Talking in front of the journalists, Mr. Singh even opted for the blackmail in relation to the country being visited, in view of India’s plans to drastically increase the volume of purchases of Russian oil. In particular, it was said that in the event of a Chinese attack on India, Russia (“unlike the United States”) will not help it. The reason for this, as previously mentioned, is almost allied relations between Beijing and Moscow. That is called a “subtle hint” regarding who New Delhi “should” be friends with.
The United Kingdom is actively involved in the process of “courting” India and this is becoming an important element of London’s overall strategy to resemble its presence in the region to the “East from the Suez Channel.” The concept of this strategy is based on the governmental document published in March 2021 under the title “Global Britain in the times of competition.”
An organic element of the foreign policy strategy outlined in this document is the UK’s willingness to some extent to restore its position in the former “pearl of the Crown” of the former British Empire. In this regard, an important stage could have been the visit of Prime Minister Boris Johnson to India planned for January 2021. This trip, however, was postponed, and in May of the same year, a video conference was held between the heads of government of both countries.
Nevertheless, offline contact between the heads of states is considered also important, and Johnson’s visit to India was still scheduled for April 20 this year. On the eve of his arrival, it was expected that the Prime Minister of the former Metropole would put the Ukrainian crisis in the center of the upcoming negotiations with his Indian colleague Narendra Modi.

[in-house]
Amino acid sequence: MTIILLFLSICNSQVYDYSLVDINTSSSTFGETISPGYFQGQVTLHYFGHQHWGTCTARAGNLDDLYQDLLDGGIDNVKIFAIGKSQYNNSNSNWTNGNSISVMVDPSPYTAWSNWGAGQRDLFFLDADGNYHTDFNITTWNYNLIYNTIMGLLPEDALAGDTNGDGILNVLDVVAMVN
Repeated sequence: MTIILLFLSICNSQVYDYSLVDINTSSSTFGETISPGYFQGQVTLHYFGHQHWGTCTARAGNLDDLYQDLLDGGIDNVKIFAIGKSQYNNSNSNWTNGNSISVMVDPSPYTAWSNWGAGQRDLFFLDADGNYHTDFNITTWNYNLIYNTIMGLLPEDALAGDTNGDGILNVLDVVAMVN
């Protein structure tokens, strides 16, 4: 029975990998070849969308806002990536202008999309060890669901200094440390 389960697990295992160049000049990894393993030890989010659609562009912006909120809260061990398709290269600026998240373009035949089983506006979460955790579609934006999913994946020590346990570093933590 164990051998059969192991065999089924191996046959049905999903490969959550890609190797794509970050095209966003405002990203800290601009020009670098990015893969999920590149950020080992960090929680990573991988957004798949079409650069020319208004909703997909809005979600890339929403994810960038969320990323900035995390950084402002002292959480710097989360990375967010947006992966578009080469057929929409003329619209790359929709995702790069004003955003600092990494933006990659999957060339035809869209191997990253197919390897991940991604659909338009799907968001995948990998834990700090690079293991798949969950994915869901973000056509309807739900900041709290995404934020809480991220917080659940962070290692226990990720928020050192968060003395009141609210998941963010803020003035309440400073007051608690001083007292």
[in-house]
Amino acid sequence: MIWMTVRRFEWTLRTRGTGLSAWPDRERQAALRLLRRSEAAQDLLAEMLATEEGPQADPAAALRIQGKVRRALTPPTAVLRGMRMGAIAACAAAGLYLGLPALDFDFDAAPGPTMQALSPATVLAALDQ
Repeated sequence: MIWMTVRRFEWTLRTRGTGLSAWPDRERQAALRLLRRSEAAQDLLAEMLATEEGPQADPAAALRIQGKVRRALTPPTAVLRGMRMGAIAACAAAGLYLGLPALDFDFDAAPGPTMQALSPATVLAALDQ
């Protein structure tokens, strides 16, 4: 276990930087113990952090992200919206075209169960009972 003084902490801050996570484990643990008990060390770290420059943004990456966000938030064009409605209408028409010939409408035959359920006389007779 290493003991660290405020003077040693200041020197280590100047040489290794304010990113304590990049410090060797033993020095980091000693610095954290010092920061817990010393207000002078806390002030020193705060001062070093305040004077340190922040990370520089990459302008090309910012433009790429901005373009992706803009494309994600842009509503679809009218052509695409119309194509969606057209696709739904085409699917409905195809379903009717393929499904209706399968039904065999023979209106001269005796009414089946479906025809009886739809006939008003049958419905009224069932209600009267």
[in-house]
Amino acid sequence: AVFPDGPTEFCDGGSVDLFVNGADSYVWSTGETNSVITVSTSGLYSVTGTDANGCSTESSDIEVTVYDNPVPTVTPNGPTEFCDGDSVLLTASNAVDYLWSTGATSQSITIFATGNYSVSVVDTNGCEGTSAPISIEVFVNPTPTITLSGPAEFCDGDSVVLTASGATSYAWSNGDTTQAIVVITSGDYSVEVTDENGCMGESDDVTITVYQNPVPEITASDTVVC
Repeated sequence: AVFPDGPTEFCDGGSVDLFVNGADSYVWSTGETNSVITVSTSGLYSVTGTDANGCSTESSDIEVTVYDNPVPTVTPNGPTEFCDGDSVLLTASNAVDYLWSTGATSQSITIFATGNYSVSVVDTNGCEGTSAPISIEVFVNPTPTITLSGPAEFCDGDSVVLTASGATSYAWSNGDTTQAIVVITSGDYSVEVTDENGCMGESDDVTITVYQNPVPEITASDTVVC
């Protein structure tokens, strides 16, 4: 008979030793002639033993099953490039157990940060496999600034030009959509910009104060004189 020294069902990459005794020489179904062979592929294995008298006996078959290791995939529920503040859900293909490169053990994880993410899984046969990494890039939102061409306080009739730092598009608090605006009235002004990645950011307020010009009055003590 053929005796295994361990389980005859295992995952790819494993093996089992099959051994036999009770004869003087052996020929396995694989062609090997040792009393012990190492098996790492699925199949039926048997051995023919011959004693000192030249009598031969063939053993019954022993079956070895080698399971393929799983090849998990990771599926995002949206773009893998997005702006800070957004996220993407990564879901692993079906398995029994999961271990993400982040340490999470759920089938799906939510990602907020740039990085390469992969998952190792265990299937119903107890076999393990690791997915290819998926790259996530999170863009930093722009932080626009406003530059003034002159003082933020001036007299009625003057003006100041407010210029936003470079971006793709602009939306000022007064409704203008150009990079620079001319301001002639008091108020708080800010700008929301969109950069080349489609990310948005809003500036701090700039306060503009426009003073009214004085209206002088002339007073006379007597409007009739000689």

It should be noted that China’s leadership who are mainly interested in not letting the process of “courting” New Delhi go “too far,” are trying to prevent this from happening. Recently, they have been taking efforts to reduce the severity of problems in relations with India. In this regard, the recent trip of Chinese Foreign Minister Wang Yi to New Delhi was a remarkable event.
All of the above is one more proof that India’s positioning in the modern world of escalating political issues, remains (at least, to some extent) neutral. And this is despite the growing efforts to shift this extremely important country from these positions.
Vladimir Terekhov, expert on the issues of the Asia-Pacific region, exclusively for the online magazine “New Eastern Outlook”.